month = "1",
doi = "10.1038/eye.2009.189",
language = "English",
volume = "24",
pages = "1--6",
journal = "Eye",
issn = "0950-222X",
publisher = "Nature Publishing Group",
number = "1",

}

Diabetic retinopathy and blockade of the renin–angiotensin system : new data from the DIRECT study programme. / Wright, A.D.; Dodson, P.M.

In: Eye, Vol. 24, No. 1, 01.2010, p. 1-6.

Research output: Contribution to journalArticle

TY - JOUR

T1 - Diabetic retinopathy and blockade of the renin–angiotensin system

T2 - new data from the DIRECT study programme

AU - Wright, A.D.

AU - Dodson, P.M.

PY - 2010/1

Y1 - 2010/1

N2 - The pathogenesis and medical management of diabetic retinopathy is reviewed. The importance of good control of blood glucose and blood pressure remain key elements in the prevention and treatment of diabetic retinopathy, and a number of specific metabolic pathways have been identified that may be useful additional targets for therapeutic intervention. Trial data, however, aimed specifically to answer the questions of optimum medical management are limited, so the DIRECT study of renin-angiotensin blockade using oral candesartan 32 mg daily is a welcome addition to our knowledge. This arose from the promising improvement of retinopathy outcomes in the EUCLID study of lisinopril in type I diabetes. In DIRECT, 5 years of candesartan treatment in type I diabetes reduced the incidence of retinopathy by two or more steps (EDTRS) in severity by 18% (P = 0.0508) and, in a post hoc analysis, reduced the incidence of retinopathy by three-step progression by 35% (P = 0.034). In type I diabetes patients there was no effect on progression of established retinopathy. In contrast, in type II diabetes, 5 years of candesartan treatment resulted in 34% regression of retinopathy (P ≤0.009). Importantly, an overall significant change towards less-severe retinopathy was noted in both type I and II diabetes (P0.03). Although there is still no absolute proof that these effects were specific to RAS blockade, or just an effect of lower blood pressure, it is reasonable to conclude that candesartan has earned a place in the medical management of diabetic retinopathy, to prevent the problem in type I diabetes and to treat the early stages in type II diabetes.

AB - The pathogenesis and medical management of diabetic retinopathy is reviewed. The importance of good control of blood glucose and blood pressure remain key elements in the prevention and treatment of diabetic retinopathy, and a number of specific metabolic pathways have been identified that may be useful additional targets for therapeutic intervention. Trial data, however, aimed specifically to answer the questions of optimum medical management are limited, so the DIRECT study of renin-angiotensin blockade using oral candesartan 32 mg daily is a welcome addition to our knowledge. This arose from the promising improvement of retinopathy outcomes in the EUCLID study of lisinopril in type I diabetes. In DIRECT, 5 years of candesartan treatment in type I diabetes reduced the incidence of retinopathy by two or more steps (EDTRS) in severity by 18% (P = 0.0508) and, in a post hoc analysis, reduced the incidence of retinopathy by three-step progression by 35% (P = 0.034). In type I diabetes patients there was no effect on progression of established retinopathy. In contrast, in type II diabetes, 5 years of candesartan treatment resulted in 34% regression of retinopathy (P ≤0.009). Importantly, an overall significant change towards less-severe retinopathy was noted in both type I and II diabetes (P0.03). Although there is still no absolute proof that these effects were specific to RAS blockade, or just an effect of lower blood pressure, it is reasonable to conclude that candesartan has earned a place in the medical management of diabetic retinopathy, to prevent the problem in type I diabetes and to treat the early stages in type II diabetes.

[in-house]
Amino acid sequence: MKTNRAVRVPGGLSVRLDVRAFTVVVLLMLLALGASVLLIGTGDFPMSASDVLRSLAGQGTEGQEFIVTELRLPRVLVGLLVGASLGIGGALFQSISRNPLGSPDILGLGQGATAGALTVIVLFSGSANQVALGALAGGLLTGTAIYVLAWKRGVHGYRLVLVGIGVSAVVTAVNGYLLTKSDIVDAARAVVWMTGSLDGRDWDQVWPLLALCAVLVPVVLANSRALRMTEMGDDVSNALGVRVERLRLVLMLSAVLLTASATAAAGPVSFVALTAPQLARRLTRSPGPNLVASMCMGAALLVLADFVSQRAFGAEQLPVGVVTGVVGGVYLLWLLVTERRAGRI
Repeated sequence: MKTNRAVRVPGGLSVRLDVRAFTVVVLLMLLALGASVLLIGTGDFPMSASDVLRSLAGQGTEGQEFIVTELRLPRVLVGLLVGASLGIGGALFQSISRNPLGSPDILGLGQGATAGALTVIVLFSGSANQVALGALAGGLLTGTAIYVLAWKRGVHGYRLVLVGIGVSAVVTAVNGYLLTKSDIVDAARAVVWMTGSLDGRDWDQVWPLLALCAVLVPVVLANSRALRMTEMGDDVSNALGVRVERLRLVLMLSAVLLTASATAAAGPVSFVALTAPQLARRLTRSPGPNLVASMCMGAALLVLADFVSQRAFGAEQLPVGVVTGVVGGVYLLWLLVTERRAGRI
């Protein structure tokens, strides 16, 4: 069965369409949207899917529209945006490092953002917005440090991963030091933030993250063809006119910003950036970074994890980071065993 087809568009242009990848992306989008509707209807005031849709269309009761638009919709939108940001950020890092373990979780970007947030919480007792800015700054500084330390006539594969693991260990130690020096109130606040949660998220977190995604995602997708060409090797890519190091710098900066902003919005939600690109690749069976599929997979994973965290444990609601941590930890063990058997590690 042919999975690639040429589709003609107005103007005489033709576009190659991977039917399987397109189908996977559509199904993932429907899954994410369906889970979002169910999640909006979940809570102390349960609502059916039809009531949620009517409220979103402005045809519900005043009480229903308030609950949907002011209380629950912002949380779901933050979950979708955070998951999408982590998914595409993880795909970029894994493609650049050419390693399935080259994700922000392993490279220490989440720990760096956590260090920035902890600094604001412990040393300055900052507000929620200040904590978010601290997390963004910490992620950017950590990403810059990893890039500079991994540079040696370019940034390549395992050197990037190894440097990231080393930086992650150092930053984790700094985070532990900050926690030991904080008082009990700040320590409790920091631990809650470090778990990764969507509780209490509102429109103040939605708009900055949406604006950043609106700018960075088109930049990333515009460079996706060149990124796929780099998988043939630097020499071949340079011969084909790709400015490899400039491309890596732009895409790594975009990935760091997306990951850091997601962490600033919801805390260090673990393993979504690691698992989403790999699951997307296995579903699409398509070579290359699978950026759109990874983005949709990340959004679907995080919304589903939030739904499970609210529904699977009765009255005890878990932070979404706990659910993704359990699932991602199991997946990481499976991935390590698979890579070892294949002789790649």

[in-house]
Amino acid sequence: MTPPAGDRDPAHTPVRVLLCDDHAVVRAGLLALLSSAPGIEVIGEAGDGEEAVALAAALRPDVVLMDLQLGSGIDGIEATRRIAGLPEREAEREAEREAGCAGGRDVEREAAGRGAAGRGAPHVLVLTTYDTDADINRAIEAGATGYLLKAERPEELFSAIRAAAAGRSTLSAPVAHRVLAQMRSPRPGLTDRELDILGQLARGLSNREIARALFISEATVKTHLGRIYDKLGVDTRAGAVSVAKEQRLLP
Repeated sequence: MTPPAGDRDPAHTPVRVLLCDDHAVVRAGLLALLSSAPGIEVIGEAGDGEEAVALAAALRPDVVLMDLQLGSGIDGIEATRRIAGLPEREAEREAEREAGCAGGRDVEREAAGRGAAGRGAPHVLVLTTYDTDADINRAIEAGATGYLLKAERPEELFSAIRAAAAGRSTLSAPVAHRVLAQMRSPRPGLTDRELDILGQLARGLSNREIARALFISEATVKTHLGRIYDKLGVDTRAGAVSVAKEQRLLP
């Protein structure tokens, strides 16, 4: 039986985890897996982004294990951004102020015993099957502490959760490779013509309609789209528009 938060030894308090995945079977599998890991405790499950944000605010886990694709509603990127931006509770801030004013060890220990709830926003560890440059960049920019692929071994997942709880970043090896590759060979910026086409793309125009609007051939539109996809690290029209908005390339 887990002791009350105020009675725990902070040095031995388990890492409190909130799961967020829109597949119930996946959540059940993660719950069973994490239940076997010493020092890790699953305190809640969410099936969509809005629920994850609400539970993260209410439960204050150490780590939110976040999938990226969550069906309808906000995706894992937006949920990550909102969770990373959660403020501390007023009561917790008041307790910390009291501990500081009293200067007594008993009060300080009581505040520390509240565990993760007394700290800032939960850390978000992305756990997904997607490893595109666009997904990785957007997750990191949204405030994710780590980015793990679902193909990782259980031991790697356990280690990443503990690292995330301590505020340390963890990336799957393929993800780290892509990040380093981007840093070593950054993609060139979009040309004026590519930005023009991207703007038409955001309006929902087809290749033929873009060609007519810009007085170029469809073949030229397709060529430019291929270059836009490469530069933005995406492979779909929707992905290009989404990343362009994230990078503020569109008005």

KW - candesartan

KW - diabetic retinopathy

KW - EUCLID and RASS studies

KW - Lisinopril

KW - Renin-angiotensin blockade

KW - DIRECT

UR - http://www.scopus.com/inward/record.url?scp=75449093415&partnerID=8YFLogxK

UR - http://www.nature.com/eye/journal/v24/n1/abs/eye2009189a.html

U2 - 10.1038/eye.2009.189

DO - 10.1038/eye.2009.189

M3 - Article

C2 - 19648902

AN - SCOPUS:75449093415

VL - 24

SP - 1

EP - 6

JO - Eye

JF - Eye

SN - 0950-222X

IS - 1

ER -